Kondwani Elliott: I knew about albinism but I wasn’t so educated about it, but my mother did a good job because I was raised to see them as people with different skin tones. I remember the first time I read the script and was like, “Wait a minute! Somebody out there thinks cutting an albino’s arm off would make them money?” It was a shock, and it educated me so much about how our brothers and sisters with albinism are living, and I now know a lot about what that’s like. 


Ruth Jule: I knew they face challenges; I just didn’t know the severity and depth of those challenges. This movie opened my mind to the social and psychological difficulties they are faced with. I now know of people hunting them down for their arms and legs and understand how hard it is for them in society. We don’t see enough of people living with albinism in parliament and other positions of power. However, now, I know how they can be advocated for, going forward.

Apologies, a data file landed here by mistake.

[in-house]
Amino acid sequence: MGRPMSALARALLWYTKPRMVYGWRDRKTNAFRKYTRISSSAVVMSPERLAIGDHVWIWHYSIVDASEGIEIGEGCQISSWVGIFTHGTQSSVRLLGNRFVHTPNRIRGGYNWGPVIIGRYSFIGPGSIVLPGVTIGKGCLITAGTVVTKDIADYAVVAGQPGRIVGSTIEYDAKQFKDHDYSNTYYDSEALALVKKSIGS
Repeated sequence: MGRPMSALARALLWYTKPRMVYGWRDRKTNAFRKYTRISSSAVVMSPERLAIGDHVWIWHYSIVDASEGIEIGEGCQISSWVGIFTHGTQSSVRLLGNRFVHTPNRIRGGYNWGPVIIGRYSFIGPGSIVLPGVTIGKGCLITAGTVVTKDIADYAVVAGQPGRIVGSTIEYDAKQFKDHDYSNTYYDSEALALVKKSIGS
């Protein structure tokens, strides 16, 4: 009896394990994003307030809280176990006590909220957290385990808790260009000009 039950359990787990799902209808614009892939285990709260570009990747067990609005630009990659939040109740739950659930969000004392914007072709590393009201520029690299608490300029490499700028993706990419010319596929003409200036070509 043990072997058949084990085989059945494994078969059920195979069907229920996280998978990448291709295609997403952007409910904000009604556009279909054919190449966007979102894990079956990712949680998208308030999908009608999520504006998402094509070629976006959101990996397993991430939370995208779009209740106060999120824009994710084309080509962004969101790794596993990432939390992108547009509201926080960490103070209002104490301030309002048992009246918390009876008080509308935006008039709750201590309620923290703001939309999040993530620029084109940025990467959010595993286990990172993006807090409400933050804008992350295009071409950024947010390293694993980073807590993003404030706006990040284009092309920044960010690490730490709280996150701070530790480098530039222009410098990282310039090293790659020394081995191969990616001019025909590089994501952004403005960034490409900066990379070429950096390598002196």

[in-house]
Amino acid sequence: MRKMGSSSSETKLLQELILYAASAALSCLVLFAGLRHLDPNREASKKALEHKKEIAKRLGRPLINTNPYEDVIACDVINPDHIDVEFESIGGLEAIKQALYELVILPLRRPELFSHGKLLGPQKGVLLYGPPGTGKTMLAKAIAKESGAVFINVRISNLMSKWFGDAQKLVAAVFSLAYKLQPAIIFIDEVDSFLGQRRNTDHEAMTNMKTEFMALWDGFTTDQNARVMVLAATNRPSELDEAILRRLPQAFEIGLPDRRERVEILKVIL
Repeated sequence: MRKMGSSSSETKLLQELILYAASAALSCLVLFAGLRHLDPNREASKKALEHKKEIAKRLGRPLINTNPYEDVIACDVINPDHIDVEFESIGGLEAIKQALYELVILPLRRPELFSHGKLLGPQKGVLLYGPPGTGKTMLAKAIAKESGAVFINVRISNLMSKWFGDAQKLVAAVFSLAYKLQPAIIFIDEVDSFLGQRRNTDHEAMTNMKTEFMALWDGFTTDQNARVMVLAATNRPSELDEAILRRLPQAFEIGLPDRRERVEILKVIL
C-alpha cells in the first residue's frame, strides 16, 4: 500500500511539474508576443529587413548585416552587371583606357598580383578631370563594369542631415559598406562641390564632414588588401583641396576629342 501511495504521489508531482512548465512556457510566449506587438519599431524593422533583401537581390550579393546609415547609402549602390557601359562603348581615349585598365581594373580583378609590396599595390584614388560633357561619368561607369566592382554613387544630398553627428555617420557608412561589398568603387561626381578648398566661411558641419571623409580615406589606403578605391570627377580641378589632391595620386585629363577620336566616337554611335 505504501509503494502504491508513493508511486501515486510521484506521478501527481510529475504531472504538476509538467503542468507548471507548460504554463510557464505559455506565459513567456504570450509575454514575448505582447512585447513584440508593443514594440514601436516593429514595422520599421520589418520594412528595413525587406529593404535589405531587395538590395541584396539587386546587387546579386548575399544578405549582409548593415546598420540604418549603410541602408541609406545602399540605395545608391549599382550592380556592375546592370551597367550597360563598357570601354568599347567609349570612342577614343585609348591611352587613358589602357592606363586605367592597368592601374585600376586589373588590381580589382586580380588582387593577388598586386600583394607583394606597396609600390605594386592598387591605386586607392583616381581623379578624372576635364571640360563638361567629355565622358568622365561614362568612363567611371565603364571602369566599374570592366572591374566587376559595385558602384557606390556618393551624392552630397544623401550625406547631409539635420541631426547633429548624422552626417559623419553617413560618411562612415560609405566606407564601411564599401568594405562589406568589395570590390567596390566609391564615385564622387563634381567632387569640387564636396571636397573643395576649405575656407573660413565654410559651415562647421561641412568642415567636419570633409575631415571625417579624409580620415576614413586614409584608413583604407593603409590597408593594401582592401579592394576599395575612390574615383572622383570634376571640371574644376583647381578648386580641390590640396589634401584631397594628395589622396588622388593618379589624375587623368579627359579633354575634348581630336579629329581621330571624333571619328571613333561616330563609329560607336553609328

Can You See Us? is currently on Netflix.


Photo credit: Gabrielle Kannemeyer / Netflix


Buntu Petse is Netflix’s New Cool Kid

Photo credit: Gabrielle Kannemeyer / Netflix

Petse credits playing the unlikeable character in Netflix’s Miseducation, with building her newfound confidence

By Chisom Peter Job

September 2023

Netflix’s Miseducation is a young adult series that follows Mbali Hadebe (played by Buntu Petse), a teen in South Africa, who leaves home after her mother is arrested for fraud at a party she threw. The six-part drama, produced by Burnt Onion Productions, the studio behind How to Ruin Christmas, focuses on Mbali as she tries to climb the social ladder at her new school, leaving behind a trail of chaos. 


Petse is well aware that Mbali’s penchant for causing drama irks viewers. “I think it’s good that people found it annoying. It means you’re not someone who loves chaos in their life, so you’re doing something right. But I think it is a great character trait for Mbali because she actually doesn’t care,” Petse tells STATEMENT. “If she hasn’t done something chaotic, then she hasn’t lived through the day.”